Takt Op.: Destiny: Anime Review

Takt Op: Destiny – the first part pronounced “Takt Opus” – is the second of the two anime I watched this season based on a mobile game – specifically a mobile game that wasn’t out yet. Unlike Pride of Orange – this was a show where how the ultimate game would work out in practice felt like it was a little more established from the get-go. This still left the question of whether we’d get a solid story out of the bargain.

Takt Op. is set in a post-apocalyptic future where mysterious alien entities known as “D2s” have come and are attacking anywhere on earth where there is music. Consequently, across much of the world, for the pure sake of pragmatic survival, humanity as a whole has given up music. The only force that can fight against them are Conductors, who are partnered with Musicarts – magical entities created from music and given human (normally female) form. The Musicarts do the fighting, while the Conductors help guide them in battle.

This is, in particular, a cause of disillusionment for the protagonist, Takt Asahina, the son of conductor Kenji Asahina, who died when an orchestral performance he was conducting was attacked by D2s 10 years before the start of the series. Takt ends up withdrawing into his (now soundproofed) garage, spending all his days playing the piano, with his childhood friend Anna Schneider coming, along with her younger sister Cosette, to check in on him, in his house in the US (in what appears to be California).

Conductor Takt and Musicart Destiny from Takt Op.
From Left: Takt, Cosette/Destiny

A little before the start of the series, Takt gets to perform in front of an audience for the first time during a festival done under the protection of the Conductors – only for a surprise attack by D2s to disrupt the event, and in the process seemingly killing Cosette and costing Takt his arm – except due to oddness around her death, Cosette ends up becoming a Musicart, named Destiny (taken from Beethoven’s 5th), with Takt as her conductor. However, the bond between the two isn’t completely stable, with Cosette simultaneously drawing power both from the intake of calories and also from Takt’s own life force. This leads Destiny, Anna, and Takt to go on a cross-country road trip across the United States.

For a show like this, it lives and dies by three things. The music, the fight scenes, and the characters (especially the Musicarts, since they are clearly what you’re going to be using your gatcha pulls on). First off, the fight scenes are tremendously well done. The show is done in a partnership between Madhouse and Mappa, two studios that have built their reputations on animating impressive and dynamic action scenes, and Takt Op. is no exception. The movement of the participants is quick and fluid, while still maintaining a solid sense of geography and perspective between all the participants.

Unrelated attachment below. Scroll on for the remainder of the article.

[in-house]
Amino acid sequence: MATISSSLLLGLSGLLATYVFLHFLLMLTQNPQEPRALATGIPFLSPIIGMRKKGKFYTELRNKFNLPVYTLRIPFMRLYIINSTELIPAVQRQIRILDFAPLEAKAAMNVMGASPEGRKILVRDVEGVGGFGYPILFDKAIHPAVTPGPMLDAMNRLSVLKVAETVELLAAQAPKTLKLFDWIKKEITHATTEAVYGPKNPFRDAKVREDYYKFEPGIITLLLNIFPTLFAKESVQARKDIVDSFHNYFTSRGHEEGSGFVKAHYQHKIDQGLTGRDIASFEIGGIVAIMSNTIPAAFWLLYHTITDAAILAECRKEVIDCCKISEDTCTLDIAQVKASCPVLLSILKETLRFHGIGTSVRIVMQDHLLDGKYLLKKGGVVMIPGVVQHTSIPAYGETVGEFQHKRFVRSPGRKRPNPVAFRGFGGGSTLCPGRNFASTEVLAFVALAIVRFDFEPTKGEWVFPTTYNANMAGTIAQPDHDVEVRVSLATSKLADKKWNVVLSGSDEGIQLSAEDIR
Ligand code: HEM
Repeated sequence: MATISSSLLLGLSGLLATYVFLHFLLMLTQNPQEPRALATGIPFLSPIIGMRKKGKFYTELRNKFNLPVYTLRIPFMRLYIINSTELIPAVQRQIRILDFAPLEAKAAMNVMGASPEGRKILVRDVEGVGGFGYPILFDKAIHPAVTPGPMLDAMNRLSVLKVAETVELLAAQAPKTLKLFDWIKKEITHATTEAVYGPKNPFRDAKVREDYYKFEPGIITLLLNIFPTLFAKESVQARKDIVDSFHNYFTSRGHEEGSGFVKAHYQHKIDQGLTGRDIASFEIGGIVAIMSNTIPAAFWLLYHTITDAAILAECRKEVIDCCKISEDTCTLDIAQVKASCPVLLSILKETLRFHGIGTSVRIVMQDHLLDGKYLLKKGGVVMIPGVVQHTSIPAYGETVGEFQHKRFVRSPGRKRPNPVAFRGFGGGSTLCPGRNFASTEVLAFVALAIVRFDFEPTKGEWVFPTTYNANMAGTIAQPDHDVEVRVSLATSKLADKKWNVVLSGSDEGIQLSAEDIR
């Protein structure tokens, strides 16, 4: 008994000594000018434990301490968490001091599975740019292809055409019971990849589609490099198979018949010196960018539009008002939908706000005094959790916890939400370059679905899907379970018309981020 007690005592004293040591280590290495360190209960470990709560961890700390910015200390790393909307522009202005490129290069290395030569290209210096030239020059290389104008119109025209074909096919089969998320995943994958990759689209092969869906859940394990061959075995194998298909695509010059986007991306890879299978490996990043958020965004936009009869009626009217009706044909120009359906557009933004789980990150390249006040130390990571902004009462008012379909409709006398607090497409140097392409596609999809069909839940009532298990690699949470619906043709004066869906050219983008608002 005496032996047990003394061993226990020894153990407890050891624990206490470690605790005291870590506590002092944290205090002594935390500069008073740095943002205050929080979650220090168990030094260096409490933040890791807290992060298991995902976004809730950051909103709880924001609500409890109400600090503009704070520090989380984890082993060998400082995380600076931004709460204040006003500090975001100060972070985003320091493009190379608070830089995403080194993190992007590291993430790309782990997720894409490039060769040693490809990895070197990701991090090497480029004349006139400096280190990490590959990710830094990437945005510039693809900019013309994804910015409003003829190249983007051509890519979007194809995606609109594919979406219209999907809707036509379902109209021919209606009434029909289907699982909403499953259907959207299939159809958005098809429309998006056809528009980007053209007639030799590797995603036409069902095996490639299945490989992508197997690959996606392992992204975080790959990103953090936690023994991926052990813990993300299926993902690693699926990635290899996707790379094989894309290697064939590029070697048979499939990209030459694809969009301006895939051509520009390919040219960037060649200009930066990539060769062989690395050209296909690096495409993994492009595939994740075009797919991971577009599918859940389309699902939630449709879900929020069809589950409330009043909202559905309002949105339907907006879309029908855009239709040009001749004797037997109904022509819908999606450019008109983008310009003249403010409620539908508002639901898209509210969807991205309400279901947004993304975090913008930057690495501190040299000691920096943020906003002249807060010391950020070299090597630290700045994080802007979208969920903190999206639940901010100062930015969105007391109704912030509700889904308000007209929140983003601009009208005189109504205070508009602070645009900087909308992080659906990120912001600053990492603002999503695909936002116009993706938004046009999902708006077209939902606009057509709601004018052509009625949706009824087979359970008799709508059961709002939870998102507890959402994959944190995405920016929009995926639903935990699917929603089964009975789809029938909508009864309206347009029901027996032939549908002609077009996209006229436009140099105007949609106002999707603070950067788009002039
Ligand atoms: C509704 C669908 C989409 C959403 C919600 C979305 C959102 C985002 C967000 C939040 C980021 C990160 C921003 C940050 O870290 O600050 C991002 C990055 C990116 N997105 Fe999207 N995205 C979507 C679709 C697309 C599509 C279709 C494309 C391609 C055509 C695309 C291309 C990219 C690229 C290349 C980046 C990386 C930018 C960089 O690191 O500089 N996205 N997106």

All of this is underpinned by some solid music, combining original compositions by Ryo of Supercell, and use of pieces of classical music – in more than a few cases using the music that various Musicarts come from as themes for those characters. This is used particularly well for Destiny, especially since the opening of Beethoven’s 5th is so tremendously recognizable. At least on Earth anyway.

(Okay, I admit, I just wanted to use that bit from Hitchhiker’s Guide to the Galaxy)

And then there’s the characterization. A good road trip story, unlike an actual road trip, needs to have the right amount of friction between the participants. They need to get along well enough that they won’t go their separate ways but need to rub on each other just well enough for them to have some bickering to make the scenes of them in the car humorous and engaging. Thankfully, Destiny, Takt, and Anna have that chemistry. Destiny is tremendously literal-minded, with a focus on fighting D2s, eating sweets, and X-Factor’s lack of respect for walls. Takt is deadpan, focused, and obsessive with his desire to make music. Finally, Anna is the sole adult in the room at all times, stuck with having to rein in this manchild and a superpowered weapon.

It’s such an engaging story that it’s a damn shame that it stumbles on the ending. It’s not bad, it’s just poorly executed. We have motivations for the ultimate antagonist which feel like “Nihilistic Anime Antagonist #2 – I’m doing this horrible act that will kill tons of people for the greater good, and saving further lives. I’m just making the tough decisions.” Yes, there are situations where people in positions of authority in wartime have had to do pragmatic and difficult decisions, and you’ve already done the big one by banning music.

I do hope that the game does get an English release (if only because, as someone who listens regularly to my local classical music station, I wouldn’t mind playing a gatcha game where I’m drawing characters based on music I’m somewhat familiar with) – and I also hope this show gets a follow-up series down the road, much as the Fate/Grand Order prologue did.

Takt Op.: Destiny is currently available for streaming on Crunchyroll.

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